Q: I am very interested in the importance of the autistic community and how speaking autistic people can better support and advocate for non-speaking autistics.
Niko: It seems like there are times when the disability community must come together to advocate on behalf of its broad array of members, and funding seems to be at the center of that Venn diagram. For example, I truly believe that if the IDEA [Individuals with Disabilities Education Act] were fully funded, many of the issues families face: not being included in general education, insufficient staff who are poorly trained and underpaid, going straight into special education in Kindergarten, not being offered enough instruction time, little involvement with typical peers, and expectations being set so low as to determine the student’s future when they are in middle school or even elementary school – would no longer be the norm, but rather, something we would learn about through documentaries and history classes, much like we can learn about Fairview Training Center or the 504 protests highlighted in the documentary Crip Camp.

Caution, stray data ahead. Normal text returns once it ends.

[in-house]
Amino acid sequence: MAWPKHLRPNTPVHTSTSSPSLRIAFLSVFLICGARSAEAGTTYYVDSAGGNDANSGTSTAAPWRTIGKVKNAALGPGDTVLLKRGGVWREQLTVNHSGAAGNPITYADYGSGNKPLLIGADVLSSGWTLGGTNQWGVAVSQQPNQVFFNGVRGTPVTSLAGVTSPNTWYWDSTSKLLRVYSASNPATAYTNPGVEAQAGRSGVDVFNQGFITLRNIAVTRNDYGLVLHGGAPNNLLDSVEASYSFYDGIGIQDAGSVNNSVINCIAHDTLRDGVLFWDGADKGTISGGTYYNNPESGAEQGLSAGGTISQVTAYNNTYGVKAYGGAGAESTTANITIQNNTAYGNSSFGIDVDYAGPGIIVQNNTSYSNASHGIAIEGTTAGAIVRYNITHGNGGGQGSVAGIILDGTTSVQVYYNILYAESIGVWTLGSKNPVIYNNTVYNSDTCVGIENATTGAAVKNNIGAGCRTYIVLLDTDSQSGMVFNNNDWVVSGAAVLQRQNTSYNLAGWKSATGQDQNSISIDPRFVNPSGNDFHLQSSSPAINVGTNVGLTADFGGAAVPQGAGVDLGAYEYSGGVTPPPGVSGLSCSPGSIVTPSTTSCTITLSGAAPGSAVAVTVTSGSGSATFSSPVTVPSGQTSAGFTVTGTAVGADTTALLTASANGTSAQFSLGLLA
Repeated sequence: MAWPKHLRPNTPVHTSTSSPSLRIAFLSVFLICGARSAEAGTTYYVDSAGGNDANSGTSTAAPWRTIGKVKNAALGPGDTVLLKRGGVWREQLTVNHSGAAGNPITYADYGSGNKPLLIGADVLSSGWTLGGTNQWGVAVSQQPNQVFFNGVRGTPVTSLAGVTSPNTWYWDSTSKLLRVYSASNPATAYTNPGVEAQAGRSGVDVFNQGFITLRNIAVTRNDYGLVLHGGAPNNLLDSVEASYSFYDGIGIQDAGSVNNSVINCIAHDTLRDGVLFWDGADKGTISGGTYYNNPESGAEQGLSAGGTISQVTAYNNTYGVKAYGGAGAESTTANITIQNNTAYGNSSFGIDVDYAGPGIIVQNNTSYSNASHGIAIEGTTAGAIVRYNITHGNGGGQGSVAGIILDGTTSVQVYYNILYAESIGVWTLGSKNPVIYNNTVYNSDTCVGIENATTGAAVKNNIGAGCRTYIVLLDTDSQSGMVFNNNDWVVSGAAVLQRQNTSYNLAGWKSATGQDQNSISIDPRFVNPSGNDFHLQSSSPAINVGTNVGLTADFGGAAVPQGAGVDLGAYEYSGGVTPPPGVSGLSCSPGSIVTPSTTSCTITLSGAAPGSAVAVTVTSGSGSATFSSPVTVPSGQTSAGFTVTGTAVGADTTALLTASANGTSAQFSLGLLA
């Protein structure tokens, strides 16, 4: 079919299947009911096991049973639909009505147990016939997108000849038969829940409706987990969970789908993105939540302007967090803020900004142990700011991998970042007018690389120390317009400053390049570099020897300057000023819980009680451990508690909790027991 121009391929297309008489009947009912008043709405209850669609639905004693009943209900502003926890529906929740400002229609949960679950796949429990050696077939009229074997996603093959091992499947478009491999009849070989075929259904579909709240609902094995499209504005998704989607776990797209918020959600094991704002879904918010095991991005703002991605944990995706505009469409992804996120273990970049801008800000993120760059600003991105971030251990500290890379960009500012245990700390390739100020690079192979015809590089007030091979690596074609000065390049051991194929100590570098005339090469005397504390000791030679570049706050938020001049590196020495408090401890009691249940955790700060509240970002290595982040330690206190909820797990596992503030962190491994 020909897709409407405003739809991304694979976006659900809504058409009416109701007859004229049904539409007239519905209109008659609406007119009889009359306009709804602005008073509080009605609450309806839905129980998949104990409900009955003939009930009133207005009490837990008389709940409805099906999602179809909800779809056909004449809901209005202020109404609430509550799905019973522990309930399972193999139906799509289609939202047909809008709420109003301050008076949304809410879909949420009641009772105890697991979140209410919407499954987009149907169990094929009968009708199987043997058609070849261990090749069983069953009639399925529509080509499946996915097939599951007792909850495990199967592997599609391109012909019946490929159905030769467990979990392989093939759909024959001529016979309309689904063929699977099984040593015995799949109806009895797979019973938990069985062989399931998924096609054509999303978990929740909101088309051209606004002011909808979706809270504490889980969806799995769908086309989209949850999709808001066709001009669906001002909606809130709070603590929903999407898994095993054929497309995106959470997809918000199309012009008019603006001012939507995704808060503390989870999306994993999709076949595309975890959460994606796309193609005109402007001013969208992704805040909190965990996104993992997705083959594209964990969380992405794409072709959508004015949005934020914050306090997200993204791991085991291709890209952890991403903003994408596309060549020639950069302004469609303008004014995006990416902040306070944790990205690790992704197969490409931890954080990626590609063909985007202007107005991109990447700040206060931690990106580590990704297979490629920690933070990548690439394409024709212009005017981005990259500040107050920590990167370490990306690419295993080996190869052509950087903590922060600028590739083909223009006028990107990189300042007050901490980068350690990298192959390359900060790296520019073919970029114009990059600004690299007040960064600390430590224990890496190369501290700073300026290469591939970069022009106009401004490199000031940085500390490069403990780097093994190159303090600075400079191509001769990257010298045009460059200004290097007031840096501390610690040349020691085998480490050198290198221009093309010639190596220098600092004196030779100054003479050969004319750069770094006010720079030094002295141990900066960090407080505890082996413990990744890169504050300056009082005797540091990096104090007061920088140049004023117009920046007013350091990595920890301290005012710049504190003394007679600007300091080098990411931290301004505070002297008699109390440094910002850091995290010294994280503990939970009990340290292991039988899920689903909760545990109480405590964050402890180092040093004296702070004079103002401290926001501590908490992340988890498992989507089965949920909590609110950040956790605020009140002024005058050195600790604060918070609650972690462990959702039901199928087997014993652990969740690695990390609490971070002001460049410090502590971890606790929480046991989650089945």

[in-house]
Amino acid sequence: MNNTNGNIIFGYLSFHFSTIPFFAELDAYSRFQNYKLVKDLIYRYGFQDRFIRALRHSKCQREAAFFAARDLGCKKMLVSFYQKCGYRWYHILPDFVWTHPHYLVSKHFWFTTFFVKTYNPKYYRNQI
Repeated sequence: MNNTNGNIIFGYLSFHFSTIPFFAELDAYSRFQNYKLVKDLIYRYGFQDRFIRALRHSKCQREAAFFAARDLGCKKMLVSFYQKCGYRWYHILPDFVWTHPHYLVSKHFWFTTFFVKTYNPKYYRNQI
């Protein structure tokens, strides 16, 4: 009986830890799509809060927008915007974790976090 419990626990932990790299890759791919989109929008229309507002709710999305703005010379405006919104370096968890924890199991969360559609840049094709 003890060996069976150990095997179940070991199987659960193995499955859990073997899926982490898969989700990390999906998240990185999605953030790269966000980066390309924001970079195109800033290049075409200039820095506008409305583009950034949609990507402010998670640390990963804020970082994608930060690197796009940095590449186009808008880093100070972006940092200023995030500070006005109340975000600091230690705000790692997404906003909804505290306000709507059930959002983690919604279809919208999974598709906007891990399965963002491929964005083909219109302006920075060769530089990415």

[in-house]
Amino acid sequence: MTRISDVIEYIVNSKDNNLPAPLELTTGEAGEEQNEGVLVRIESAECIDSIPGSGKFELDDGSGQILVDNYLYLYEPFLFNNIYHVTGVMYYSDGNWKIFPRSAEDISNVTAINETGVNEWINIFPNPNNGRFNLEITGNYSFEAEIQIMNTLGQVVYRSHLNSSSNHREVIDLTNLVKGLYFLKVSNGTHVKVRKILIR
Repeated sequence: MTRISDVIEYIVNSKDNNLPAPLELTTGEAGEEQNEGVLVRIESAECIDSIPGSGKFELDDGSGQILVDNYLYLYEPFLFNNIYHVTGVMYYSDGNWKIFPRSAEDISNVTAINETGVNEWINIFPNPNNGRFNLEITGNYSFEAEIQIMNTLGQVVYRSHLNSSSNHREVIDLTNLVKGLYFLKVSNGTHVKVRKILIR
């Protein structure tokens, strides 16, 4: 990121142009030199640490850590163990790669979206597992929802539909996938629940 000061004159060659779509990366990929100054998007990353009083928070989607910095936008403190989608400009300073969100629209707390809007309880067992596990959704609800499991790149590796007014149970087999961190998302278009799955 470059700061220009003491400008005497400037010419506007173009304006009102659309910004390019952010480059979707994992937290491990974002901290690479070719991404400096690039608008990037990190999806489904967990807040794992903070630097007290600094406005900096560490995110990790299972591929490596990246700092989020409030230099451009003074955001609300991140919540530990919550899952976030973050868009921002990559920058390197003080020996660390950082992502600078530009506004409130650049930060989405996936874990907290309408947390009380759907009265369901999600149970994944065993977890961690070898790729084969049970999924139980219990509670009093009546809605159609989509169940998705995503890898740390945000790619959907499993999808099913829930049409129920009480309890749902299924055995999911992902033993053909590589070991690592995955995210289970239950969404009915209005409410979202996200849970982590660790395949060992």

Let’s move the focus for the moment to what I believe is the actual issue at hand, which is the lack of opportunity for the most marginalized among us to have our stories told. I do not mean by our parents or siblings – I am talking about us, the very people who live these lives under scrutiny of family members, school staff, and even strangers who are made uncomfortable by our presence. I have very few people in my immediate circle who are disabled, so I can’t comment on whether I feel a lack of support from autistics who are speaking, but I don’t feel like the issue is between non-speakers and speaking autistics. I’m much more skeptical of parents dominating their adult children’s stories. I think there needs to be a distinction made that it’s the stories of adults versus children I mean, as it’s a parent’s responsibility to make decisions in the best interests of their child regardless of whether or not they have a disability. There is actually an important thing I should make clear, and that is that parents should absolutely listen to, read, and engage with autistic adults and factor their experiences into any decisions they make for their autistic child. I mean, parents read books about every possible stage in a baby’s first year to better feel prepared for the unknown. It shouldn’t be a hard sell, then, to follow the advice of people who are living autistic lives and doing so unapologetically. After all, what every parent wants is for their child to grow up and be a happy person with strong, positive relationships and interests which fulfill them and maybe even provide them with an income. It may look different from what they had expected, but if they knew their child would be lovingly accepted into the autistic tribe, would that not bring them comfort? It seems like lots of parents want to center themselves in their child’s autistic experience well into adulthood. However, I can’t think of anywhere else outside the autism community that this happens. Parents, it’s time for you to listen to disabled voices: seek out adults who are as affected as your child, and learn from them. We are here, and we want to share our stories with you. Make us the center of that Venn diagram.